Color break symptoms on flowers of flowering tobacco (Nicotiana sanderae cv. Avalon, caused by Tobacco mild green mosaic virus (TMGMV; genus Tobamovirus); Inset shows a flower from a noninfected plant of the same color.
Jonathan Horrell 1453 Fifield HallP.O Box 110680Gainesville, FL 32611-0680 firstname.lastname@example.org
Host: Nicotiana x. sanderae cv. Avalon; Flowering tobacco Disease name: Color break Pathogen name: Tobacco mild green mosaic virus (TMGMV; genus Tobamovirus)Color break is a symptom that is manifested as bleached or discolored areas on the flower petals of virus-infected plants. Sometimes, this color break symptom has been highly desired. In 17th century Holland, tulip collecting became big business. Owning tulips was considered a status symbol, and having rare or unusual varieties, a sign of wealth and power. Especially prized were the colorful "broken" or "Rembrandt" tulips, with their contrasting streaks of white and color. Today, we know that these tulips are like this because they are infected with a virus, Tulip breaking virus (TBV; genus Potyvirus). Gamblers and speculators soon entered the tulip trade, driving prices up to extraordinary levels. People sold everything they owned to invest in tulip bulbs, in part because they believed that there would always be someone who would buy the tulip bulbs for more. At the height of the Dutch tulip craze in 1636, a single diseased tulip bulb was traded for all of the following items: 4 tons of wheat, 8 tons of rye, 2 tons of butter, 1,000 pounds of cheese, 4 tons of beer, 2 barrels of wine, 4 oxen, 8 swine, 12 sheep, a suit of clothes, a bed, and a silver drinking cup!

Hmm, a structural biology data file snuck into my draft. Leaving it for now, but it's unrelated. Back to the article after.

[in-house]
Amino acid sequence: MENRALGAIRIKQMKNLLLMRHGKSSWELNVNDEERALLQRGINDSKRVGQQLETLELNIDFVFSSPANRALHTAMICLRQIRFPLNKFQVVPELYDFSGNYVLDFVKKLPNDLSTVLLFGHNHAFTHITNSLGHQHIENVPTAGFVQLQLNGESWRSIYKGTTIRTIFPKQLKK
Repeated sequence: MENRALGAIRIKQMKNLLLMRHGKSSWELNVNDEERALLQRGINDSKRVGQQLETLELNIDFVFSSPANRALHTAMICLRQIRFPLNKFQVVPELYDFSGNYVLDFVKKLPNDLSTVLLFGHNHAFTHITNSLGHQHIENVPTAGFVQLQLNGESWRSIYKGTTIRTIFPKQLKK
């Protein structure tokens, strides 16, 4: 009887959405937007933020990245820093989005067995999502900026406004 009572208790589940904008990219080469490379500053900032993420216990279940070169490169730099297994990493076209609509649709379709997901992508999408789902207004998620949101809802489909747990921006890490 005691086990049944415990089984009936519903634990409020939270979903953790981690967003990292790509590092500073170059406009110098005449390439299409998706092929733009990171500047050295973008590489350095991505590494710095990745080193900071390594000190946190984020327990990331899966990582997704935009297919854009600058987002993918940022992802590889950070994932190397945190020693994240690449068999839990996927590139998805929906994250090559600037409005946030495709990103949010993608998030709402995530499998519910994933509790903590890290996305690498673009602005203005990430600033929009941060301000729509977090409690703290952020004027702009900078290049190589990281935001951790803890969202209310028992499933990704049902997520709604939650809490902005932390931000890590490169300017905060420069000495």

So, it could be said that at one time, Tulip breaking virus was the most valuable virus in the world!
Unfortunately for these investors, the bubble soon burst, no one was willing to pay outrageous sums for tulip bulbs, and the market collapsed, dragging the entire Dutch economy along with it in 1637.
APS publication number: IW000031
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